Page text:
This course is an introduction to Classical Chinese (the Chinese equivalent of Latin) for students with no previous training or background in Chinese. Classical Chinese is the literary language in which almost all of Chinese literature was written prior to the twentieth century. This course introduces students to the rudiments of reading Classical Chinese, with an emphasis on early Chinese philosophical texts. No previous background in Chinese language, history, or culture is required. Among the texts to be studied are passages from the sayings of Confucius and Taoist works. Mr. Van Norden.

Open to all students. Does not satisfy the foreign language proficiency requirement.

Chinese: II. Intermediate

205a. Intermediate Chinese 1.5

Further practice in conversation and learned patterns; acquisition of new grammatical structures, vocabulary, and about 700 additional characters. Emphasis on communicative skills in listening, speaking, reading, and writing. Mr. Du.

CHIN 105-CHIN 106 or permission of the instructor.

Yearlong course 205-CHIN 206.

Five 50-minute periods.

206b. Intermediate Chinese 1.5

Further practice in conversation and learned patterns; acquisition of new grammatical structures, vocabulary, and about 700 additional characters. Emphasis on communicative skills in listening, speaking, reading, and writing. Ms. Zhu.

CHIN 105-CHIN 106 or permission of the instructor.

Yearlong course CHIN 205-206.

Five 50-minute periods.

207a. Advanced Intermediate Chinese 1.5

A one-year sequential Intermediate Chinese language course designed for students who have completed CHIN 108 or acquired an equivalent level of oral and written proficiencies in Chinese from home or other sources but did not reach the level of CHIN 305. It capitalizes on students' already acquired knowledge to further develop the skills of listening comprehension, speaking, reading and writing in Mandarin Chinese. Mr. Du.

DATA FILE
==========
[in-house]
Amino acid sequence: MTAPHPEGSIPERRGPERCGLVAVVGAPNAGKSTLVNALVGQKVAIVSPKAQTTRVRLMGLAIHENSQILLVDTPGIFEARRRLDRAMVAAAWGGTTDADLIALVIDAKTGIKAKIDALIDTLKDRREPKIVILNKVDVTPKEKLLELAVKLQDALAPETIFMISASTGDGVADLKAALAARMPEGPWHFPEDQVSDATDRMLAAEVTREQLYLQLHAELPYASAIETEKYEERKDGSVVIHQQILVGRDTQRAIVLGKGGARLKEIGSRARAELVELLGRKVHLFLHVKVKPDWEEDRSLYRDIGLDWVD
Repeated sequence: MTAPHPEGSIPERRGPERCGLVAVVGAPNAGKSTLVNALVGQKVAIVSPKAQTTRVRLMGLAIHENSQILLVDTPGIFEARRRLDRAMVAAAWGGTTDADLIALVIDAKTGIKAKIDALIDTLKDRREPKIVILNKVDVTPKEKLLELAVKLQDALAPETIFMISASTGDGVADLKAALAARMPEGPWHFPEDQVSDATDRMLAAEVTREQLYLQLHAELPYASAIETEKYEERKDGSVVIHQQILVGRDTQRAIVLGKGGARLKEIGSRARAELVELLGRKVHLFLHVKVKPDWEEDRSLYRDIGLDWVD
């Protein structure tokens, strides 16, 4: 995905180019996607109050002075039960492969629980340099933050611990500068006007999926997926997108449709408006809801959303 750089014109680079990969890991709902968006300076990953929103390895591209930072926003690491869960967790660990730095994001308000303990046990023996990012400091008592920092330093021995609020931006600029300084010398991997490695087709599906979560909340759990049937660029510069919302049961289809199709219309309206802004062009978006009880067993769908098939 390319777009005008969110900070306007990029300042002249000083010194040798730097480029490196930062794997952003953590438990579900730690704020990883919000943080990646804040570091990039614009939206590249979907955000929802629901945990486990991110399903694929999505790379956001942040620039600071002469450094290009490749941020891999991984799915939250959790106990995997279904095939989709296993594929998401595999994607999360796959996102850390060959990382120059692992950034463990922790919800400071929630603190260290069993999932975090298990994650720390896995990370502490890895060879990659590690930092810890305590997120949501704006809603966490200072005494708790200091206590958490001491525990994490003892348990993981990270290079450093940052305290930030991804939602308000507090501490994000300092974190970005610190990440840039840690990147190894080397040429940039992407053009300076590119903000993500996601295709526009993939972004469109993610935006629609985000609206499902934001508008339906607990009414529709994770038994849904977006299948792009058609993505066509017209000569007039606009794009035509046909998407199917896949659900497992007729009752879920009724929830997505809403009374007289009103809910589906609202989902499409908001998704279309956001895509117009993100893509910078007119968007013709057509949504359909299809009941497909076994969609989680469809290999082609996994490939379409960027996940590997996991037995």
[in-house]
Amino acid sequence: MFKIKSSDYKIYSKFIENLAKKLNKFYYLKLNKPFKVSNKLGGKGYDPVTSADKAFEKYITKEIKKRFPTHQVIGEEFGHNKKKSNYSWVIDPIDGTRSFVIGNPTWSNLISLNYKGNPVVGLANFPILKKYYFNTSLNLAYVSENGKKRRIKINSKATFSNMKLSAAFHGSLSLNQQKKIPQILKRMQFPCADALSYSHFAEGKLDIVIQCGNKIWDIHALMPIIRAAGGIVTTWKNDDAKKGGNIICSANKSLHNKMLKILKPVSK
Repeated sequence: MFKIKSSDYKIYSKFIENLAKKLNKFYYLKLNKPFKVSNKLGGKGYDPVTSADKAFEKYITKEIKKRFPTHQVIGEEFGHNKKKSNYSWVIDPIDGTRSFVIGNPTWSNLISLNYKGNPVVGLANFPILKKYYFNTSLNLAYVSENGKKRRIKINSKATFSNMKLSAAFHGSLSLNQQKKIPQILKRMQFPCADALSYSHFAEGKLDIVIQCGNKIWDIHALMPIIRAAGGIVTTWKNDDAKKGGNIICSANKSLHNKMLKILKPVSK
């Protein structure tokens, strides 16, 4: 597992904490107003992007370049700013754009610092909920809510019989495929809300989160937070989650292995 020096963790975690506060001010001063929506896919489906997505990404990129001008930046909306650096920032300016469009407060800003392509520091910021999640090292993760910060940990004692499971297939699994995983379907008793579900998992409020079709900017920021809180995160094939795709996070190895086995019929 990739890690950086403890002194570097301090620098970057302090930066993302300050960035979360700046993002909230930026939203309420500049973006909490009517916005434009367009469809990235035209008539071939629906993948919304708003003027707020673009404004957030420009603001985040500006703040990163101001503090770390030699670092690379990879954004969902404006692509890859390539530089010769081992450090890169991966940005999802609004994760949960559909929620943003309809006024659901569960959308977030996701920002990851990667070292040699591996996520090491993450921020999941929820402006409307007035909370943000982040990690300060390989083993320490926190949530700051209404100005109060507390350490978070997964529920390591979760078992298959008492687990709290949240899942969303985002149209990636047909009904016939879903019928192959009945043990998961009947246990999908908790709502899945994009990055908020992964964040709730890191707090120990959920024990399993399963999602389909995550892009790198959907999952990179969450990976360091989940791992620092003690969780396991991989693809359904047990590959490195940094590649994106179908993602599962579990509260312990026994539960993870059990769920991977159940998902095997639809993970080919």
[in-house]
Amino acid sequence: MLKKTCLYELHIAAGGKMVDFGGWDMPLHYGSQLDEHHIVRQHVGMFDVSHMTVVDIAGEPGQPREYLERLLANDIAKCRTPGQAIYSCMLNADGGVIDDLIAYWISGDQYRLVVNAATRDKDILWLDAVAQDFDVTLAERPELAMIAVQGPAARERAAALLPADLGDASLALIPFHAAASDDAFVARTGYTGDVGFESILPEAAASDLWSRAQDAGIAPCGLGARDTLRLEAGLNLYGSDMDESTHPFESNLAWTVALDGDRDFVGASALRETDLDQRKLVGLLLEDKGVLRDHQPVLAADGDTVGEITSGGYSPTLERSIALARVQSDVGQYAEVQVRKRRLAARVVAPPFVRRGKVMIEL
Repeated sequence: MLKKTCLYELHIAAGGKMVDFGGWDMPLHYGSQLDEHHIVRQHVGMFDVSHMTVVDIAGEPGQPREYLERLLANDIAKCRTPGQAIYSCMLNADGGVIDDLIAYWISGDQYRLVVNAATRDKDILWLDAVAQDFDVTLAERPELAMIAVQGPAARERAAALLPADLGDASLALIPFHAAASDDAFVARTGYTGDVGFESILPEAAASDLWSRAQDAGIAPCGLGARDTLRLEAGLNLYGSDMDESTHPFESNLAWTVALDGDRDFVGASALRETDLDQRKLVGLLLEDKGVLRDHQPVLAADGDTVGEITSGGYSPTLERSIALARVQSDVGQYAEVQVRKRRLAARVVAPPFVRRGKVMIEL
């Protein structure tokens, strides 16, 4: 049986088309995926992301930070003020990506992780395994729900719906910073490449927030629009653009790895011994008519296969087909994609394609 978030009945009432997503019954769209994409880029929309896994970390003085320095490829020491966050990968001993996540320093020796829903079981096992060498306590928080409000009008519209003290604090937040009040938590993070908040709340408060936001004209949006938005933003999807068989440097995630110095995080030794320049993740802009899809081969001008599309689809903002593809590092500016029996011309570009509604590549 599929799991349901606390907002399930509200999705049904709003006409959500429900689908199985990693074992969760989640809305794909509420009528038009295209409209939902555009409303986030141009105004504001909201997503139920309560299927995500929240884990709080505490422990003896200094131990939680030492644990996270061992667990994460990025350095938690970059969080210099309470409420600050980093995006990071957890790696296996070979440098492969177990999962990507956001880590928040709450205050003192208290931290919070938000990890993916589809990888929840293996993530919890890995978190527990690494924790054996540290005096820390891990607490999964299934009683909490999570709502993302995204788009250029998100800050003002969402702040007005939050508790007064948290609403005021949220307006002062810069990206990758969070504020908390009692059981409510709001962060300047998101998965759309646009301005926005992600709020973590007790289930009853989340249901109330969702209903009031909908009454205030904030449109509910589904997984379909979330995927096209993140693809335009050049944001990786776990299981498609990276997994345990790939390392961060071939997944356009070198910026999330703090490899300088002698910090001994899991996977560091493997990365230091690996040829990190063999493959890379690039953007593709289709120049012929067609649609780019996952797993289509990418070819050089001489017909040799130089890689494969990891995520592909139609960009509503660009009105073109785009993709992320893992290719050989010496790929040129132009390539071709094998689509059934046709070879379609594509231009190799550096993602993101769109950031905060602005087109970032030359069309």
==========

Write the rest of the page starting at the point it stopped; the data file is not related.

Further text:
Open to students who have completed CHIN 108 and its equivalent.

208b. Advanced Intermediate Chinese 1.5

A one-year sequential Intermediate Chinese language course designed for students who have completed CHIN 207 or acquired an equivalent level of oral and written proficiencies in Chinese from home or other sources but did not reach the level of CHIN 305. It capitalizes on students' already acquired knowledge to further develop the skills of listening comprehension, speaking, reading and writing in Mandarin Chinese.Ms. Zhu.

Open to students who have completed CHIN 207 and its equivalent.

Five 50-minute periods.

214 The Tumultuous Century: Twentieth-Century Chinese Literature 1

(Same as ASIA 214) This is a survey/introduction to the literature of China from the late Qing Dynasty through the present day. Texts are arranged according to trends and schools as well as to their chronological order. Authors include Wu Jianren, Lu Xun, Zhang Ailing, Ding Ling, Mo Yan and Gao Xingjian. All major genres are covered but the focus is on fiction. A few feature films are also included in association with some of the literary works and movements. No knowledge of the Chinese language, Chinese history, or culture is required for taking the course. All readings and class discussions are in English. Mr. Liu.

one course in language, literature, culture or Asian Studies, or permission of the instructor.

Not offered in 2016/17.

218 Chinese Popular Culture 1